What are the trails like?
Our trails are gorgeous! Fairly gentle too– so don’t expect an extreme, hold-on-for-your-life steep and dangerous trail ride. We head through wooded fields and heavy woods. There are exciting curves and hilly grades so you won’t be disappointed. Beautiful wilderness foliage will surround you, as well as the chance to sight local wildlife including deer, and wild turkeys. In winter, scenery always changes depending on the amount of snowfall, ice and temperatures, and every day is different.
Is it dangerous?
It can be. It is inherently so, but we do not need to offer the “extreme sport” kind of adrenaline…. we mush as safely as possible. The beauty of the scenery and the excitement of the rushing dogs is enough. However, it can be dicey if you don’t pay attention to what you’re doing. Even when the best preventative measures are taken, incidents can occur which can cause harm to passengers, the driver or the dogs. For example, other animals like deer can distract the dog team or a branch could fall from a tree. One rider rose up to take a photo and fell out of the sled! People with health concerns, bad backs, etc; and women who are pregnant should consult their doctors and Shemhadar Kennels before booking a ride. It can be a bit bumpy at times. All participants must understand and sign a liability waiver. We do not require helmets be worn — our insurance company does not require helmets either. You are welcome to bring a helmet if you like.
How do I get there?
Apple Device: Shared Location Link Shared Location
Our address is 6925 S. 27 ½ Road, Cadillac, Michigan 49601. Please note that due to the ½ address, GPS and map programs sometimes have difficulty. Please consult below as well.
From Grand Rapids area: Travel 131 North and get off at the M-115 exit toward Frankfort or go left toward Cadillac/Frankfurt. Once you go over the causeway(bridge between lakes) and see McDonalds on the right, turn left on M-55 going toward Manistee. In one mile turn right on South Lake Mitchell Drive at the gas station called Thirsy’s and travel about 4 miles. Turn right on 27 ½ Road; you take this straight for 1/2 mile into our driveway-look for the Shemhadar Kennel sign.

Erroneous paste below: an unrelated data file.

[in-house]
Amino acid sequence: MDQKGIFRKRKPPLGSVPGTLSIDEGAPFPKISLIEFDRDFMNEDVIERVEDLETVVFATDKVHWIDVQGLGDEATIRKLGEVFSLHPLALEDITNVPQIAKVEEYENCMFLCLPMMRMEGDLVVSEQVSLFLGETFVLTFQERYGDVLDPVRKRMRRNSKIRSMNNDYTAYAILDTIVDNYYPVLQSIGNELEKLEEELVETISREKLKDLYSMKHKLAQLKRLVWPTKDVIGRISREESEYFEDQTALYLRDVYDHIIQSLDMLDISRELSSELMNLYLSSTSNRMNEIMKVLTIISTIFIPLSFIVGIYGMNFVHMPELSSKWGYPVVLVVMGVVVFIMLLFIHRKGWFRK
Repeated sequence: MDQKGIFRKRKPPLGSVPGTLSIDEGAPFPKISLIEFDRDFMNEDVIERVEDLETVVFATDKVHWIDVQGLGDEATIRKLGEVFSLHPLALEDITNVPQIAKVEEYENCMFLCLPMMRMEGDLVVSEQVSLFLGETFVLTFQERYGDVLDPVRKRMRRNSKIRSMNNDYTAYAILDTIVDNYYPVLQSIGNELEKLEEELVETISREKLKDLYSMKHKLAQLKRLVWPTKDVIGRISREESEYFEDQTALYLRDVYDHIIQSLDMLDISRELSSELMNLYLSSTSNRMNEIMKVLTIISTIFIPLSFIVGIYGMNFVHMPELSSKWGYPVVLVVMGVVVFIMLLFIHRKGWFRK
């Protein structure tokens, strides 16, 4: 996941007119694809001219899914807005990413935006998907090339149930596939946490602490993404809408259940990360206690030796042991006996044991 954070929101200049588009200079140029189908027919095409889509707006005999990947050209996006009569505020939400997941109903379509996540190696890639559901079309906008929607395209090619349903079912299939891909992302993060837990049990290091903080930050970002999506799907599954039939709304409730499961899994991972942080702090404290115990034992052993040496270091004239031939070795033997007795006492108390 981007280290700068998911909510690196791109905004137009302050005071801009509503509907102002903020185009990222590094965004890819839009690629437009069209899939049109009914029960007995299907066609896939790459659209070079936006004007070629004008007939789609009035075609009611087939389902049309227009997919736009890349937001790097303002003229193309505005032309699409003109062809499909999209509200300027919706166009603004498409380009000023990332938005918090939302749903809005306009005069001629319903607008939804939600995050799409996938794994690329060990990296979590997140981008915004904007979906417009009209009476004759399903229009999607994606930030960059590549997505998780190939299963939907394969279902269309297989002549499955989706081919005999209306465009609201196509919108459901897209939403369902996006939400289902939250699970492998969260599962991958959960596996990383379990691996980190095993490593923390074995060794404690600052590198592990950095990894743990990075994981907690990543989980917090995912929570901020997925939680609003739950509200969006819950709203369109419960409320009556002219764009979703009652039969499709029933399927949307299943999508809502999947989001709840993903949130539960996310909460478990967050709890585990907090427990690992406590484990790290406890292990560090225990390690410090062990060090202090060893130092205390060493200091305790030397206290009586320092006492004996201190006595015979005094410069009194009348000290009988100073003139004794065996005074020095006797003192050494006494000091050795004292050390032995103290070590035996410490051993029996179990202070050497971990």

From the Detroit area: Travel North on 127/I-75 until you get to M-10 going toward Clare. Take 10 to M-115. Go toward Cadillac. This is a 2 lane highway and will take about 45 minutes. Once you close in on Cadillac West, you’ll go over the causeway(bridge between lakes) and see McDonalds on the right, turn left on M-55 going toward Manistee. In one mile turn right on South Lake Mitchell Drive at the gas station called Thirsy’s and travel about 4 miles. Turn right on 27 ½ Road; you take this straight for 1/2 mile into our driveway-look for the Shemhadar Kennel sign.
Where can I get a good local weather forecast?
By visiting www.WEATHER.com <http://www.WEATHER.com> and entering our zip code: 49601. Please remember these are general forecasts and we tend to get a bit different snow fall than 5 miles down the road. Feel free to send us an email if you are concerned.
Do the dogs like to pull the sled?
Yes, yes and an astounding yes! They just love it… and cannot live happily without it. The pulling instinct has been genetically passed into these northern dog breeds for centuries. Similar to a lab, retrieving, or a pointer, pointing–running and pulling are what Huskies do naturally from the day they are born. For more information, visit some of the websites on our links page.
How are the dogs trained?
Sleddogs are trained just like human marathon runners and/or sprint racers preparing for their running season. They all start out running fairly slowly with short mileage, (usually in Sept when it’s cold enough) and then build up their strength, endurance and speed over time. After long breaks, say when it’s unusually warm and too hot to mush, we again start the Huskies running slowly for about a mile. Each week or so, the mileage is increased depending on the dog’s conditioning. Speed sprints are thrown in and maybe some weight pulling. Racing kennels add more speed work than touring and recreational kennels. Before snow arrives, the Huskies pull the cart and we continue to train with the sled when a base is established. Though not all of our dogs get to run in a race, but all our dogs run until they tell us that it’s time to stop. We continue to love them then and thank them for their service to us.
How many dogs will pull our sled or cart?
Well, that will depend on the total weight of riders and the trail conditions at that time. Usually six to eight dogs is enough for our double sled… sometimes a whopping 10-dog team. Any more and it’s harder to stop them when you want to! Mushing with too few dogs means the driver has to run alongside and help push the sled up hills, mushing with too many means you cannot stop, and occasionally, we like to stop.